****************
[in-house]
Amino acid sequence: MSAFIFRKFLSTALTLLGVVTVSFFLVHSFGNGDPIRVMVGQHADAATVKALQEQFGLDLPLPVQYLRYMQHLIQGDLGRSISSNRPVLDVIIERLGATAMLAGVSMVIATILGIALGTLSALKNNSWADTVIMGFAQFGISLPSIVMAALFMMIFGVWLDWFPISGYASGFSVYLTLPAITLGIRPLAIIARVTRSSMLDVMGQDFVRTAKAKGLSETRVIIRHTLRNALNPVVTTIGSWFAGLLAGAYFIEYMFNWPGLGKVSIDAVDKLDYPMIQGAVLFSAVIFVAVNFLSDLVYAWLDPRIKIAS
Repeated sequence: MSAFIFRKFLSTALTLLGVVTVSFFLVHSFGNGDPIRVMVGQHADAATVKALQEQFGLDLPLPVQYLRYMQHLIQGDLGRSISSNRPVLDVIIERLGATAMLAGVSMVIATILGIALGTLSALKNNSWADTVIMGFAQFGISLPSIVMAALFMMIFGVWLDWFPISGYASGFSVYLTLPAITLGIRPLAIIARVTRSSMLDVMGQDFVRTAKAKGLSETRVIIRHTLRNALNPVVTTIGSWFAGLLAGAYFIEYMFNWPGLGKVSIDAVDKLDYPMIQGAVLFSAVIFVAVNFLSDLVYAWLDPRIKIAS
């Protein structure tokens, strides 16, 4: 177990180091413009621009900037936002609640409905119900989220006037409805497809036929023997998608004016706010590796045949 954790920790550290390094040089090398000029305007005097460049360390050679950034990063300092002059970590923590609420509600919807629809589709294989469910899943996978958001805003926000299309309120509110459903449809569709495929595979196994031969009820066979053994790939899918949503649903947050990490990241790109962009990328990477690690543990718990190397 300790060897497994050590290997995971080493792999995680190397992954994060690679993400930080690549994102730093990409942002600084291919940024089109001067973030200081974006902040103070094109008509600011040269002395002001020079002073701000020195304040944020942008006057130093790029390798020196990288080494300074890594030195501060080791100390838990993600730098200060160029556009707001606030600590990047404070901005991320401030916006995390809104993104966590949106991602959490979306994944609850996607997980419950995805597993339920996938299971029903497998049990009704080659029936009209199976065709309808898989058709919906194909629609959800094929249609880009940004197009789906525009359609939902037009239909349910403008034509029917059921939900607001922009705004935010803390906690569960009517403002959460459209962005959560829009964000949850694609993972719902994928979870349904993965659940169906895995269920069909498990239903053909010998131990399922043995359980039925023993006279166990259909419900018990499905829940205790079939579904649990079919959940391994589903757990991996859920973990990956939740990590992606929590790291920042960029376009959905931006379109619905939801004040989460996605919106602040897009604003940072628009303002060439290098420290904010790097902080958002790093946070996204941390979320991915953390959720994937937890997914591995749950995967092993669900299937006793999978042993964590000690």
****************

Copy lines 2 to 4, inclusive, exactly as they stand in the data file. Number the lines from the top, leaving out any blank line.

Amino acid sequence: MSAFIFRKFLSTALTLLGVVTVSFFLVHSFGNGDPIRVMVGQHADAATVKALQEQFGLDLPLPVQYLRYMQHLIQGDLGRSISSNRPVLDVIIERLGATAMLAGVSMVIATILGIALGTLSALKNNSWADTVIMGFAQFGISLPSIVMAALFMMIFGVWLDWFPISGYASGFSVYLTLPAITLGIRPLAIIARVTRSSMLDVMGQDFVRTAKAKGLSETRVIIRHTLRNALNPVVTTIGSWFAGLLAGAYFIEYMFNWPGLGKVSIDAVDKLDYPMIQGAVLFSAVIFVAVNFLSDLVYAWLDPRIKIAS
Repeated sequence: MSAFIFRKFLSTALTLLGVVTVSFFLVHSFGNGDPIRVMVGQHADAATVKALQEQFGLDLPLPVQYLRYMQHLIQGDLGRSISSNRPVLDVIIERLGATAMLAGVSMVIATILGIALGTLSALKNNSWADTVIMGFAQFGISLPSIVMAALFMMIFGVWLDWFPISGYASGFSVYLTLPAITLGIRPLAIIARVTRSSMLDVMGQDFVRTAKAKGLSETRVIIRHTLRNALNPVVTTIGSWFAGLLAGAYFIEYMFNWPGLGKVSIDAVDKLDYPMIQGAVLFSAVIFVAVNFLSDLVYAWLDPRIKIAS
């Protein structure tokens, strides 16, 4: 177990180091413009621009900037936002609640409905119900989220006037409805497809036929023997998608004016706010590796045949 954790920790550290390094040089090398000029305007005097460049360390050679950034990063300092002059970590923590609420509600919807629809589709294989469910899943996978958001805003926000299309309120509110459903449809569709495929595979196994031969009820066979053994790939899918949503649903947050990490990241790109962009990328990477690690543990718990190397 300790060897497994050590290997995971080493792999995680190397992954994060690679993400930080690549994102730093990409942002600084291919940024089109001067973030200081974006902040103070094109008509600011040269002395002001020079002073701000020195304040944020942008006057130093790029390798020196990288080494300074890594030195501060080791100390838990993600730098200060160029556009707001606030600590990047404070901005991320401030916006995390809104993104966590949106991602959490979306994944609850996607997980419950995805597993339920996938299971029903497998049990009704080659029936009209199976065709309808898989058709919906194909629609959800094929249609880009940004197009789906525009359609939902037009239909349910403008034509029917059921939900607001922009705004935010803390906690569960009517403002959460459209962005959560829009964000949850694609993972719902994928979870349904993965659940169906895995269920069909498990239903053909010998131990399922043995359980039925023993006279166990259909419900018990499905829940205790079939579904649990079919959940391994589903757990991996859920973990990956939740990590992606929590790291920042960029376009959905931006379109619905939801004040989460996605919106602040897009604003940072628009303002060439290098420290904010790097902080958002790093946070996204941390979320991915953390959720994937937890997914591995749950995967092993669900299937006793999978042993964590000690």